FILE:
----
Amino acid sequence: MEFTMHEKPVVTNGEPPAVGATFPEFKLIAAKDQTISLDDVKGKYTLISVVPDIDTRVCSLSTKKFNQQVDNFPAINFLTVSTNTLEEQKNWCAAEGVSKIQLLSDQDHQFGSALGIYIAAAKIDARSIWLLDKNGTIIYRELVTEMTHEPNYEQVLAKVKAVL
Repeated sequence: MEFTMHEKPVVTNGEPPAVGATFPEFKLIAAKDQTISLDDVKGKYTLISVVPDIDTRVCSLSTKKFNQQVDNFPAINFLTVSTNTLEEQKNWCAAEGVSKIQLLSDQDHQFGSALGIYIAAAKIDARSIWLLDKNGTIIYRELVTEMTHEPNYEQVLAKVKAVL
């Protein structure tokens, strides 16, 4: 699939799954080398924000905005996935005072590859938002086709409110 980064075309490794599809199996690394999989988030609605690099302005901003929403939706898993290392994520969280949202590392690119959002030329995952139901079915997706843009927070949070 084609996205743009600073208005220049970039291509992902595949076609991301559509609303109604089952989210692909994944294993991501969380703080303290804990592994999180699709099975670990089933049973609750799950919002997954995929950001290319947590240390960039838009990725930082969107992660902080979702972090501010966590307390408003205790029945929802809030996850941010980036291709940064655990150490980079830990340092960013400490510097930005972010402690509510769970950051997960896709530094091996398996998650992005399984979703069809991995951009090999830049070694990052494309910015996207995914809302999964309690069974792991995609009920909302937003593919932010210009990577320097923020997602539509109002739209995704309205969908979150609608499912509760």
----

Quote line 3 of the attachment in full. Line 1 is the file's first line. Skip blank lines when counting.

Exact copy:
């Protein structure tokens, strides 16, 4: 699939799954080398924000905005996935005072590859938002086709409110 980064075309490794599809199996690394999989988030609605690099302005901003929403939706898993290392994520969280949202590392690119959002030329995952139901079915997706843009927070949070 084609996205743009600073208005220049970039291509992902595949076609991301559509609303109604089952989210692909994944294993991501969380703080303290804990592994999180699709099975670990089933049973609750799950919002997954995929950001290319947590240390960039838009990725930082969107992660902080979702972090501010966590307390408003205790029945929802809030996850941010980036291709940064655990150490980079830990340092960013400490510097930005972010402690509510769970950051997960896709530094091996398996998650992005399984979703069809991995951009090999830049070694990052494309910015996207995914809302999964309690069974792991995609009920909302937003593919932010210009990577320097923020997602539509109002739209995704309205969908979150609608499912509760």